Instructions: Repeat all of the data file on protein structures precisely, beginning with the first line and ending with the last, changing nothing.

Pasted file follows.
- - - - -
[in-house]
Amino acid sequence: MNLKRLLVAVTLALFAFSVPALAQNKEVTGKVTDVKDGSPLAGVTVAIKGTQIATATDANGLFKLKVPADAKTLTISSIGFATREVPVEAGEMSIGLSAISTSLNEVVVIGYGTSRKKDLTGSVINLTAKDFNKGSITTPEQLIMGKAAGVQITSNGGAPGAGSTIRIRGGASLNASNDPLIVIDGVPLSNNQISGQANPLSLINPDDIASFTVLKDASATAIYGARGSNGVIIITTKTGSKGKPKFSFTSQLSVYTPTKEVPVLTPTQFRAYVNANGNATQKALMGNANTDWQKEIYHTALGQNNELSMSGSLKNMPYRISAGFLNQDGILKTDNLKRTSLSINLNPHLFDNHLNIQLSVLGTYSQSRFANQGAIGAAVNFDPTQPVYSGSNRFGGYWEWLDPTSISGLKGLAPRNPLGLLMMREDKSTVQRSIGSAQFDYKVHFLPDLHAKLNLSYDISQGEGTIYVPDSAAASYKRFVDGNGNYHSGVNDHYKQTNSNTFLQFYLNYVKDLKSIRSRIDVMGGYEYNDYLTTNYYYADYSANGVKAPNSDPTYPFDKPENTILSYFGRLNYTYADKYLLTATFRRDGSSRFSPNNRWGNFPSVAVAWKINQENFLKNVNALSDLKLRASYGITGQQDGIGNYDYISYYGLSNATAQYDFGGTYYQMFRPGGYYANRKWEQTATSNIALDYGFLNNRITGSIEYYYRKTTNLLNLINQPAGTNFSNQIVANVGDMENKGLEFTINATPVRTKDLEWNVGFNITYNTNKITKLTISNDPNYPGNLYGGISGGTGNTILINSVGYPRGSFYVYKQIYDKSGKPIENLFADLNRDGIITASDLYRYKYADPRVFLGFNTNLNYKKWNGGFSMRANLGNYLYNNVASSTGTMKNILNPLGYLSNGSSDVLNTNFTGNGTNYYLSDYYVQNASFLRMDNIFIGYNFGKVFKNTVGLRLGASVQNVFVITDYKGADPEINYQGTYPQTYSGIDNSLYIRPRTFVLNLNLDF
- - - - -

[in-house]
Amino acid sequence: MNLKRLLVAVTLALFAFSVPALAQNKEVTGKVTDVKDGSPLAGVTVAIKGTQIATATDANGLFKLKVPADAKTLTISSIGFATREVPVEAGEMSIGLSAISTSLNEVVVIGYGTSRKKDLTGSVINLTAKDFNKGSITTPEQLIMGKAAGVQITSNGGAPGAGSTIRIRGGASLNASNDPLIVIDGVPLSNNQISGQANPLSLINPDDIASFTVLKDASATAIYGARGSNGVIIITTKTGSKGKPKFSFTSQLSVYTPTKEVPVLTPTQFRAYVNANGNATQKALMGNANTDWQKEIYHTALGQNNELSMSGSLKNMPYRISAGFLNQDGILKTDNLKRTSLSINLNPHLFDNHLNIQLSVLGTYSQSRFANQGAIGAAVNFDPTQPVYSGSNRFGGYWEWLDPTSISGLKGLAPRNPLGLLMMREDKSTVQRSIGSAQFDYKVHFLPDLHAKLNLSYDISQGEGTIYVPDSAAASYKRFVDGNGNYHSGVNDHYKQTNSNTFLQFYLNYVKDLKSIRSRIDVMGGYEYNDYLTTNYYYADYSANGVKAPNSDPTYPFDKPENTILSYFGRLNYTYADKYLLTATFRRDGSSRFSPNNRWGNFPSVAVAWKINQENFLKNVNALSDLKLRASYGITGQQDGIGNYDYISYYGLSNATAQYDFGGTYYQMFRPGGYYANRKWEQTATSNIALDYGFLNNRITGSIEYYYRKTTNLLNLINQPAGTNFSNQIVANVGDMENKGLEFTINATPVRTKDLEWNVGFNITYNTNKITKLTISNDPNYPGNLYGGISGGTGNTILINSVGYPRGSFYVYKQIYDKSGKPIENLFADLNRDGIITASDLYRYKYADPRVFLGFNTNLNYKKWNGGFSMRANLGNYLYNNVASSTGTMKNILNPLGYLSNGSSDVLNTNFTGNGTNYYLSDYYVQNASFLRMDNIFIGYNFGKVFKNTVGLRLGASVQNVFVITDYKGADPEINYQGTYPQTYSGIDNSLYIRPRTFVLNLNLDF